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    gor mu
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Stories posted in this category are works of fiction. Names, places, characters, events, and incidents are created by the authors' imaginations or are used fictitiously. Any resemblances to actual persons (living or dead), organizations, companies, events, or locales are entirely coincidental.

The North Down South - 3. 3. Stop crying, stop suffering

Valentín, the engineer.

I spent so much time thinking about that person, wondering what he would even be like. How he would talk, what he would wear, what he would think and say in different situations.

It all felt so distant. So different from what I currently was. 

I’d always known I was different from the people around me. I mean, I went to a private school in Caballito. All of my classmates were comfortably middle-class, sensibly educated. Their parents were professionals with college degrees. They traveled abroad in the summer: Rio, Orlando, Madrid. They casually talked about their childhood trips to Disneyland.

Me? My mom had been an illegal immigrant, my dad was a plumber from Corrientes. The farthest I’d been from the neighborhood I’d spent my whole life in was the camping trip to Córdoba Nahuel and Tomi organized when we were fifteen. 

Experience had taught me to sit silently in the sidelines and not draw attention to myself and to how much I was unlike the others.

The thing is, I knew it was mostly a me thing. The guys never said anything, never made me feel unwelcome (not purposefully, at least). But it was all in the little details. Like how they’d plan out vacations I would never be able to afford, or how they’d insist on going out clubbing in places where a single drink was going to cost me a week’s worth of salary.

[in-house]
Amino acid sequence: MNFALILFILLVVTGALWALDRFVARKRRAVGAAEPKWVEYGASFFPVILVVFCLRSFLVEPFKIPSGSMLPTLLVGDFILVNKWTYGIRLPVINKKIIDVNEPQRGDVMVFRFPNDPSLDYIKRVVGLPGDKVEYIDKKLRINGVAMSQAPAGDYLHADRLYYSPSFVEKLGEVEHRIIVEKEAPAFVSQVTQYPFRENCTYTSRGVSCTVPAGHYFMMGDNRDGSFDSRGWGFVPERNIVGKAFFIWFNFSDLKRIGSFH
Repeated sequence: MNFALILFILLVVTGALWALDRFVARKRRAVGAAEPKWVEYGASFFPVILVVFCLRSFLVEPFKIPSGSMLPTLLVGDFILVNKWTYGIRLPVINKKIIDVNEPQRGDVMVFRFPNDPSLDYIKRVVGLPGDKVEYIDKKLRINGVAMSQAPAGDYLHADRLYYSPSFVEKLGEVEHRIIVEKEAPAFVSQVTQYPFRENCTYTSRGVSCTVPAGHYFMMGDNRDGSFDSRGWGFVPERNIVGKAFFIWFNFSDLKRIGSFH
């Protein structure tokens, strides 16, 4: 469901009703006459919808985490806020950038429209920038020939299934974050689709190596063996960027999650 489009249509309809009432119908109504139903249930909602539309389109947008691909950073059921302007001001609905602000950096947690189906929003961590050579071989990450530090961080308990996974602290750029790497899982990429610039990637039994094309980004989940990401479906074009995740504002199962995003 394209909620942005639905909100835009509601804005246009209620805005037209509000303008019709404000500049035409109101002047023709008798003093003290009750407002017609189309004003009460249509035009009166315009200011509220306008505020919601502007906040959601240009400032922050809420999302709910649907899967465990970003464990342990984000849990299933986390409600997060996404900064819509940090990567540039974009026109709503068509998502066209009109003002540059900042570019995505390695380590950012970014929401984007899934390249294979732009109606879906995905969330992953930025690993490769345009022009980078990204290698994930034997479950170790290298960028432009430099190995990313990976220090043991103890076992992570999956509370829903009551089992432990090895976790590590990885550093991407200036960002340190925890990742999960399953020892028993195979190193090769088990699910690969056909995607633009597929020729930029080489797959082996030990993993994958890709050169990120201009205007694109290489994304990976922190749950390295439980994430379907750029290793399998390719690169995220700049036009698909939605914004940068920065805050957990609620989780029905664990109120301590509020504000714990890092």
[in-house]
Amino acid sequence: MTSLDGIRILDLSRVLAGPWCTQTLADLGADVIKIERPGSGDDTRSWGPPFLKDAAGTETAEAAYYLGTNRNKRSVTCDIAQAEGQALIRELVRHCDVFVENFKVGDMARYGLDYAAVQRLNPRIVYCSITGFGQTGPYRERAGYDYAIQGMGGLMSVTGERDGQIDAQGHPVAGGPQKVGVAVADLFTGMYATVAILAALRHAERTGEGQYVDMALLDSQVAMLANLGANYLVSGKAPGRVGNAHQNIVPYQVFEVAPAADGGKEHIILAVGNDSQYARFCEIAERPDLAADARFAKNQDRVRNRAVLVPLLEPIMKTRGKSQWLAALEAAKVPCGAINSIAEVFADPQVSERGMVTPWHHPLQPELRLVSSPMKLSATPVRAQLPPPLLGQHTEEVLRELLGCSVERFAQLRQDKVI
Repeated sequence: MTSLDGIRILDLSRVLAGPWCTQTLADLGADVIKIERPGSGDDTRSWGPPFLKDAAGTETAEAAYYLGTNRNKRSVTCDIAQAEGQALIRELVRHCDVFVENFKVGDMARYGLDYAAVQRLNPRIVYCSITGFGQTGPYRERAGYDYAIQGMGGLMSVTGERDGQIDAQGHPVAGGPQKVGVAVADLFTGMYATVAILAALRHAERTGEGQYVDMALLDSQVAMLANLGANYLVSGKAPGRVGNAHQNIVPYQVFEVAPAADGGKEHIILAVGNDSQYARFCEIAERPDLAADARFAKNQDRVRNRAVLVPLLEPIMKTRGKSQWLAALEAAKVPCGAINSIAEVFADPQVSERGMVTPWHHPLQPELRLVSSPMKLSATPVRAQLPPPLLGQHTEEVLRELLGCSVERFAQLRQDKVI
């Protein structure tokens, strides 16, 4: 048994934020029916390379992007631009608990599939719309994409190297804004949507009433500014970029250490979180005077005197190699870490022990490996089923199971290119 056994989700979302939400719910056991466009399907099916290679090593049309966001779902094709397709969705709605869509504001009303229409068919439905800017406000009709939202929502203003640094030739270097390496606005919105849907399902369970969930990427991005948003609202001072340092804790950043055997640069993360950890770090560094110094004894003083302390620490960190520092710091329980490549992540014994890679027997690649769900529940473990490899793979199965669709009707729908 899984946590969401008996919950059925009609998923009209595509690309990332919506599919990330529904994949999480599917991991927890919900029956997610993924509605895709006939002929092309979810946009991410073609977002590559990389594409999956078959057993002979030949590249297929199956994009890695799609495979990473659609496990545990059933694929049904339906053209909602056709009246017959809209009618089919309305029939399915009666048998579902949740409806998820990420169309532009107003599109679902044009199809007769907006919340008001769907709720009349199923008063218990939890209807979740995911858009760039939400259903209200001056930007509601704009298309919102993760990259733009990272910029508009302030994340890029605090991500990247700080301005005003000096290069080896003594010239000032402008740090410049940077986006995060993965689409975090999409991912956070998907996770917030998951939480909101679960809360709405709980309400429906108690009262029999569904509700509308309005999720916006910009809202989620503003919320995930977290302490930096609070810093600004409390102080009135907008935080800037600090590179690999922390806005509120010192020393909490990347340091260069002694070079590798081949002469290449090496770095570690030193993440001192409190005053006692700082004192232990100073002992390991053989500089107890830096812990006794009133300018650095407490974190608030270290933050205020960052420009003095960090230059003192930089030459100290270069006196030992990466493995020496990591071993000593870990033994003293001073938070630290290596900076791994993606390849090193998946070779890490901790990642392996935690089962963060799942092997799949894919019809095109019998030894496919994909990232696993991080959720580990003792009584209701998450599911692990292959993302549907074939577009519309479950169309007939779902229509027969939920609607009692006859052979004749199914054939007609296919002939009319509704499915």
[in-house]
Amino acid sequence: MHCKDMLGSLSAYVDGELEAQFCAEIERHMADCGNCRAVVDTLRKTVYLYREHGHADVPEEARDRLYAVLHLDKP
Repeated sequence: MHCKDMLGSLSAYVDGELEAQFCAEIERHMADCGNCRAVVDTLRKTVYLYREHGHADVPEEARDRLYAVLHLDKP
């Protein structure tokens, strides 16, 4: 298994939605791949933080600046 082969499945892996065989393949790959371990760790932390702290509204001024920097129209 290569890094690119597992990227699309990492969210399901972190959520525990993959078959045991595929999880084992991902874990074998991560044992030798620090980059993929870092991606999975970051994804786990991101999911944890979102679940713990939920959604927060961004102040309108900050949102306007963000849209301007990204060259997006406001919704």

They would offer to cover for me, but I always refused. I had that much dignity in me. So in the end they would pick the economy-class choice, because they knew (without me having to say it) that if they wanted me to go, if they wanted me to be part of their plans, they were going to have to make it affordable. They did that just to accomodate me, and I know I should have been grateful. And I was. But it left a bitter taste in my mouth nonetheless.

Being with Lautaro did not make things easier. Lautaro was, after all, an extreme version of my friends. His dad taught economics at Yale University. He hadn’t just been abroad—he’d grown up abroad. His grandparents were straight-up old money. The word posh had been invented for them. He knew all of that, and so he tried the hardest not to make me feel that disparity between us. But it was simply unavoidable.

I did not envy Lauti’s background. I resented it.

Valentín, the brown kid from Lugano. The plumber’s son.

How was I supposed to become Valentín, the engineer?

Thinking about it made my head hurt. 

I could not stop thinking about it.

***
Valentín, the engineer, probably wore dress shirts on a daily basis. Or perhaps polo shirts? He wore sensible moccasins and nice shoes, fitted pants and wrist-watches. That’s what fancy people wore to work, right? That’s what Lauti’s dad wore, at least.

Valentín, the engineer, did not, under any circumstances, wear the old Quilmes-branded Boca shirt from the 96’ season, even if it did have Román’s beautiful number 8 (it’d been so expensive but so worth it).

Valentín, the engineer, did not stress out over what he would wear to his first day at university.

I let out an exasperated groan as I threw yet another item of clothing on my bed. Nothing I owned felt fitting. I was yet to become anything close to Valentín, the engineer.

What did a university student even look like? I was starting to realize I’d never met one before.

Lauti looked up from his phone from the bed. The discarded shorts had landed dangerously close to his head.

“May I say something?”